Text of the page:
- Rene Auberjonois is probably the best actor on the show. Even with a relatively weak script like this one, he makes Odo’s most interesting qualities palpable. Here we see the character’s rigid notion of justice, his loneliness, his sense of purposelessness should he lose his position aboard DS9. Odo is not very nice, which helps to explain why he was an easy scapegoat. Also, he regenerates in a pail.
- Quark and Odo are a fun pairing, and I liked their later scene as well. But having Quark explicitly defend Odo to the Bajorans felt a little out of character from what little I know of Quark at this point.

The Mixed:
- Not a flaw of this episode in particular, but I’m beginning to wonder when we’ll hear more information about the Gamma Quadrant. Who lives there? Are there ships passing through the wormhole from that direction? Has trade commenced?
- I’m liking the Sisko-Dax friendship, but these two performances are still the stiffest of the lot. I do want to know more about the life cycle of the Trill, however.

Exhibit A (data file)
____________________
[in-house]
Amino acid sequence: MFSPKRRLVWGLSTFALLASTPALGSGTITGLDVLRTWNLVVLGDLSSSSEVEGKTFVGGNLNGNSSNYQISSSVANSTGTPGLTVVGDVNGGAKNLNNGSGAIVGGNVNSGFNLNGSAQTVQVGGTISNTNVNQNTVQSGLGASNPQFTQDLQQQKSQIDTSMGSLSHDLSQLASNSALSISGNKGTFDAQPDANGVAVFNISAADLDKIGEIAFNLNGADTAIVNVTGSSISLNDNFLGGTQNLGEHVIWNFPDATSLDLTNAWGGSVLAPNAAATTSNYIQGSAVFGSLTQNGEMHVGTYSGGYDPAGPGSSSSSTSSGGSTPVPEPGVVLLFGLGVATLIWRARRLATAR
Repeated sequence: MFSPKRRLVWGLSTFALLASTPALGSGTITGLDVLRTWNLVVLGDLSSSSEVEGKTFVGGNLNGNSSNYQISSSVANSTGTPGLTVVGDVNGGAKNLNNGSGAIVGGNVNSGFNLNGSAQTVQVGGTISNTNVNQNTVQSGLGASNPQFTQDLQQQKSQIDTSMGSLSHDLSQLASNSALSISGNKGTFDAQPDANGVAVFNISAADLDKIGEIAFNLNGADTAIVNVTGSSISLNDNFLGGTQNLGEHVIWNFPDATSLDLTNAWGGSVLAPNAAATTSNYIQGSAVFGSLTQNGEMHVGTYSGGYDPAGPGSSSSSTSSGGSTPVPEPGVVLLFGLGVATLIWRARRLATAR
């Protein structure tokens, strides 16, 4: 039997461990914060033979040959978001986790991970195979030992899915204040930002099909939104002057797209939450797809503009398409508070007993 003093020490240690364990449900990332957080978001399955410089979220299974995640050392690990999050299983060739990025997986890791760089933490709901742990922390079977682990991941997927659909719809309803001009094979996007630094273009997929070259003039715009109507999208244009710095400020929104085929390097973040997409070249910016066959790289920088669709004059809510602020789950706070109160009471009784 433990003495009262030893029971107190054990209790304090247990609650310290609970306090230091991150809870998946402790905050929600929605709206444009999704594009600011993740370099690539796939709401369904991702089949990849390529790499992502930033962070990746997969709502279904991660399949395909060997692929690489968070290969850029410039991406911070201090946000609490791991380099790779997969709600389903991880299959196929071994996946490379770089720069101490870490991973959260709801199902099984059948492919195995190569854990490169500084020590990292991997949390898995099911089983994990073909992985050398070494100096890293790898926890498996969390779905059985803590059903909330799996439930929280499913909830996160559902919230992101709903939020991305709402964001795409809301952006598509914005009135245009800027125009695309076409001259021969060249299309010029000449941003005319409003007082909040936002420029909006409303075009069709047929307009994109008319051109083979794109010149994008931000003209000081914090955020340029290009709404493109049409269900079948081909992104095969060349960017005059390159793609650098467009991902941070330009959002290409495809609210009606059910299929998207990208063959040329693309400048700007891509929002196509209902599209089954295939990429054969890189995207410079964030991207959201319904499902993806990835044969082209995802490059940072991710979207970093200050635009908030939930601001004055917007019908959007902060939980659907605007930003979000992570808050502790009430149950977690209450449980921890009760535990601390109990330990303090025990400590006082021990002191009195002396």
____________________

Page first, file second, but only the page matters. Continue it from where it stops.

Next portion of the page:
- Jake and Nog’s shenanigans. I know enough about Trek to know how poorly Wesley Crusher was received on TNG, so I’m actually pretty interested in what this show will do with Jake. Since he doesn’t have the same poor reputation as Wesley, presumably they either get things right (in terms of writing for a kid) or he remains a minor character. In any case, I’m glad he has a friend, but the scene where Keiko proposes the school and Sisko confronts Jake ends awkwardly, with Sisko kind of…lurching?...out of the shot.

The Bad:
- Not a fan of the teaser or the subsequent scenes between those two characters. Love-struck Bashir isn’t too interesting yet, and Terry Farrell is still finding her way with Dax. The bubble game irritated me; did you get that it’s from the FUTURE?
- So Bashir is a forensics expert as well? I guess in the future all doctors are omnidisciplinary.